Solid Power, a promising solid-state battery start-up backed by Ford Motor (F 1.76%) and BMW (BMWYY 2.48%) (BAMXF 4.81%), said that it has agreed to go public via a merger with special purpose acquisition company (SPAC) Decarbonization Plus Acquisition III (DCRC).
The deal values the combined company at about $1.2 billion.
Many investors have been overwhelmed by the number of SPAC deals in the electric-vehicle space over the last year, and some have soured on the space now that a couple of last year's darlings have turned out to be, well, less than they seemed. But if you still believe that electric vehicles are the future (I do), Solid Power is worth a close look. It's a company with real potential, with some big customers ready and waiting for its products, and with technology that's much closer to mass production than that of its most prominent rivals.
What is Solid Power
Colorado-based Solid Power, founded in 2012, is one of several companies working to develop so-called solid-state batteries, which omit the liquid electrolyte used in the lithium-ion batteries that power most electric vehicles today. (Among the others: QuantumScape (QS 0.43%), which drew lots of attention from investors after it went public via its own SPAC deal late last year.)
Solid-state batteries have the potential to offer greater energy density than lithium-ion batteries with less weight, but a design that can be mass-produced at a reasonable cost has eluded researchers for years.
That may soon change.
What makes this a big deal
First and foremost, Solid Power appears to be closer to mass production than its rivals. Most solid-state battery efforts are at least a few years away from production. QuantumScape, for example, is hoping to begin pilot production of its batteries in about three years. But Solid Power is already producing its second-generation 20 ampere-hour (Ah) battery cells on a pilot production line, and it expects to begin pilot production of its full-scale 100 Ah batteries next year.
Second -- again, unlike most competitors -- Solid Power's solid-state battery cells can be manufactured with equipment and processes adapted from lithium-ion battery manufacturing, meaning that existing battery plants can be converted to build Solid Power's cells at relatively low cost.
Finally, as I mentioned above, both Ford and BMW are investors in Solid Power. Both participated in the company's most recent funding round earlier this year, both expect to receive batches of those 100 Ah cells for testing in their own electric vehicles next year, and assuming those tests go well, both will be early customers for the company's mass-produced cells.
What are the terms of the Solid Power SPAC deal
Solid Power's deal to merge with Decarbonization Plus III follows the pattern of other SPAC deals we've seen in the electric vehicle space over the past year, in that it includes a PIPE (for "private investment in public equity") that allows big investors to buy stock in the merged company at an agreed-upon price, adding extra cash to the deal.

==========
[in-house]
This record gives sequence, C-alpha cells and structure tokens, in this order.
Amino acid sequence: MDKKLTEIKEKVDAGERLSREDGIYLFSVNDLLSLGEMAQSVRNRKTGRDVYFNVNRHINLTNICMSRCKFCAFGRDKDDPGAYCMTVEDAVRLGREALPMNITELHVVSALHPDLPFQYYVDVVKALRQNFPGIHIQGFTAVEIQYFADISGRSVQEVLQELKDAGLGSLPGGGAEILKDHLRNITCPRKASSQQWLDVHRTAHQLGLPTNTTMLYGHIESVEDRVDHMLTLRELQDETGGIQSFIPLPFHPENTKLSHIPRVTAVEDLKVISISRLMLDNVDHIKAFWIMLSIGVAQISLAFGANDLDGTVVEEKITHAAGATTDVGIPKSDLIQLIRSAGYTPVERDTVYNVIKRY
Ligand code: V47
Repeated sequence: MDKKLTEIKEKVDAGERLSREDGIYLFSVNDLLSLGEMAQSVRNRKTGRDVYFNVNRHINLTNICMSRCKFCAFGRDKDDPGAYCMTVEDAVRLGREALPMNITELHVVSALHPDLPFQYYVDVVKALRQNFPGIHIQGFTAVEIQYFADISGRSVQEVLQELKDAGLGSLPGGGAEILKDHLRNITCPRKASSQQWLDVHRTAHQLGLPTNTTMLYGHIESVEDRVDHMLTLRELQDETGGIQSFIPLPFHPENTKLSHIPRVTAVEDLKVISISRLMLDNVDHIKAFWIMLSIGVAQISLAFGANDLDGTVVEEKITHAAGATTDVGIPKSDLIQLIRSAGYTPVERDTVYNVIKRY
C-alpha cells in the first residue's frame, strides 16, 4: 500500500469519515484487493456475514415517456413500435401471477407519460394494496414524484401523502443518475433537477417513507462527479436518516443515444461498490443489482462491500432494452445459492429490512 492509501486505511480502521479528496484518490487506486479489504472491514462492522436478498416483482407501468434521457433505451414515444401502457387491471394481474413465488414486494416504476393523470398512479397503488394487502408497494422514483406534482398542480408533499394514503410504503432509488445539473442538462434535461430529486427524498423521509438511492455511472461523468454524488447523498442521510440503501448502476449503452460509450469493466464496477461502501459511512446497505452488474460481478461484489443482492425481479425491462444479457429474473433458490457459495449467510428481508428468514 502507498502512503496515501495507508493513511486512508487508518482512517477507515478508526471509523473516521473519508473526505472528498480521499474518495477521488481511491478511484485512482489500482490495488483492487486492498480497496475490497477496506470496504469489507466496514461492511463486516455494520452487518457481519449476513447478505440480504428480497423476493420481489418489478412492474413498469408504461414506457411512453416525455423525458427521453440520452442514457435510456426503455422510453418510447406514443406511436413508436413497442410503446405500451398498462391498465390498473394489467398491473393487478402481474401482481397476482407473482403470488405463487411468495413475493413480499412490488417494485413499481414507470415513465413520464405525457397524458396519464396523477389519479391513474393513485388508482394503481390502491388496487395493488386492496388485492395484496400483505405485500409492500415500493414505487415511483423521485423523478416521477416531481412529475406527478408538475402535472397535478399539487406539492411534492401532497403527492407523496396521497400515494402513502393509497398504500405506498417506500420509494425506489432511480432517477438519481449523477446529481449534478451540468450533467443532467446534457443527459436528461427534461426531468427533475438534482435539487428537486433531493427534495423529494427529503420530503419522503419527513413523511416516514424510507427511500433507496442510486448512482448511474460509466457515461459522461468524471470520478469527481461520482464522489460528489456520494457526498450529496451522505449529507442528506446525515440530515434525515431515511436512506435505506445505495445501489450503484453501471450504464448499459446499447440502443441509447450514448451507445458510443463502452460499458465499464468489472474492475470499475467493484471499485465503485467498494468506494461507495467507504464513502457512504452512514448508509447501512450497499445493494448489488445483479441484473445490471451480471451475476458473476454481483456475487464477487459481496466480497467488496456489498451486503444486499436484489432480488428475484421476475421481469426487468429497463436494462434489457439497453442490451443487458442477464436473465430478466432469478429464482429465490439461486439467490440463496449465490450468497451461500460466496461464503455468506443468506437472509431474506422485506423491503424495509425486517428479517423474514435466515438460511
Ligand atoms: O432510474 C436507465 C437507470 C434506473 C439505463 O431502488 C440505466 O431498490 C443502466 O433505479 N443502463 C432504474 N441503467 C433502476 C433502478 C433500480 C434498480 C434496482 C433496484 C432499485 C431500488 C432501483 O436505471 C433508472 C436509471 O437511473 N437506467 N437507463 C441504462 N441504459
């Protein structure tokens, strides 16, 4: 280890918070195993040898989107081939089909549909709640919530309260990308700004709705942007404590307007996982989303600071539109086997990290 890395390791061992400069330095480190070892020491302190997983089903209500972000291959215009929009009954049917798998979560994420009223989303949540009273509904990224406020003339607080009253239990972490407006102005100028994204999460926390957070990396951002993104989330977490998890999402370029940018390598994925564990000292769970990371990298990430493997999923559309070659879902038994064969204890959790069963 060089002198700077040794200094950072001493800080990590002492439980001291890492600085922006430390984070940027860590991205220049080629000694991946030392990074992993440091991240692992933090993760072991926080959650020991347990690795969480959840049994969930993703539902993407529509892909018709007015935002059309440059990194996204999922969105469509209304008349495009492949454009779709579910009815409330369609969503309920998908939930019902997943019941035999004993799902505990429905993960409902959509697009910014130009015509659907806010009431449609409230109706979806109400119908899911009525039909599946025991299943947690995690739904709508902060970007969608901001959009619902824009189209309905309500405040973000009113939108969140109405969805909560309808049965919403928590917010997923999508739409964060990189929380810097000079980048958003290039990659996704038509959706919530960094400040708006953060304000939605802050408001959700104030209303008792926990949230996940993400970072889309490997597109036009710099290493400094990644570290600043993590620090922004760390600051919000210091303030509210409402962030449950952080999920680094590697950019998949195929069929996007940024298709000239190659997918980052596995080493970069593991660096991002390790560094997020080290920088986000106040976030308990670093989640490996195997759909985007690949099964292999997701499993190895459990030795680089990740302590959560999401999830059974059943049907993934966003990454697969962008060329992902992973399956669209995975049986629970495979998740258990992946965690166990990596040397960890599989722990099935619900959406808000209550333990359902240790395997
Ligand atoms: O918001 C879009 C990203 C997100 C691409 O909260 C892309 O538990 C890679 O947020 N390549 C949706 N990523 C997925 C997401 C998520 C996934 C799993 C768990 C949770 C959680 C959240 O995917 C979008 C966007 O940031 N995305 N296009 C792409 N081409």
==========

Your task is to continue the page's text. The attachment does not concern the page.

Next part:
Here are the key points of the deal:
- Decarbonization Plus III is contributing the cash it holds in trust, about $350 million.
- The PIPE will bring another $165 million from investors including Riverstone Energy, Koch Strategic Platforms, and funds advised by Neuberger Berman and VanEck Global.
- Together with the $135 million that Solid Power raised in its Series B round last month, the post-merger company will have about $650 million in cash.
- The merged company will retain the Solid Power name and will trade on the Nasdaq Stock Market under the ticker symbol "SLDP."
- The deal is expected to close in the fourth quarter of 2021.
What are the risks if I buy DCRC now
As with any SPAC deal involving a company that hasn't yet brought its product to market, there are risks investors should keep in mind:
- It's possible that the deal won't close, or that it'll close later than scheduled.
- It's possible that the company's technology won't pan out, or that it goes into production later than expected. Investors who are used to tech start-up time frames should note that the pace of progress in the battery space is glacial by comparison. Solid Power has been working on its batteries since 2012, QuantumScape since 2010.
- It's possible that one or more competitors will beat Solid Power to market, taking significant share.
- It's possible that we'll learn things about Solid Power that make it a less attractive investment. (I have no reason to think this will happen, but all SPAC investors should be mindful of the examples of Nikola and Lordstown Motors, both of which made important claims that were later found to have been exaggerated.)
Is DCRC a buy
I'm not sure yet, but right now I'm leaning toward "yes." Solid Power's technology is very promising, and executives at Ford think highly of the company's technology and leadership team. As with any battery start-up, the question is when (and whether) the company can bring its batteries to market -- but I think Solid Power will still have good growth potential even if production slips by a year or two.
That said, I'm still working through all of the company's investor materials, and I expect to have more thoughts on Solid Power's valuation and growth potential in a few days. Stay tuned.
Editor's note: This article has been updated to include the name of Koch Strategic Platforms.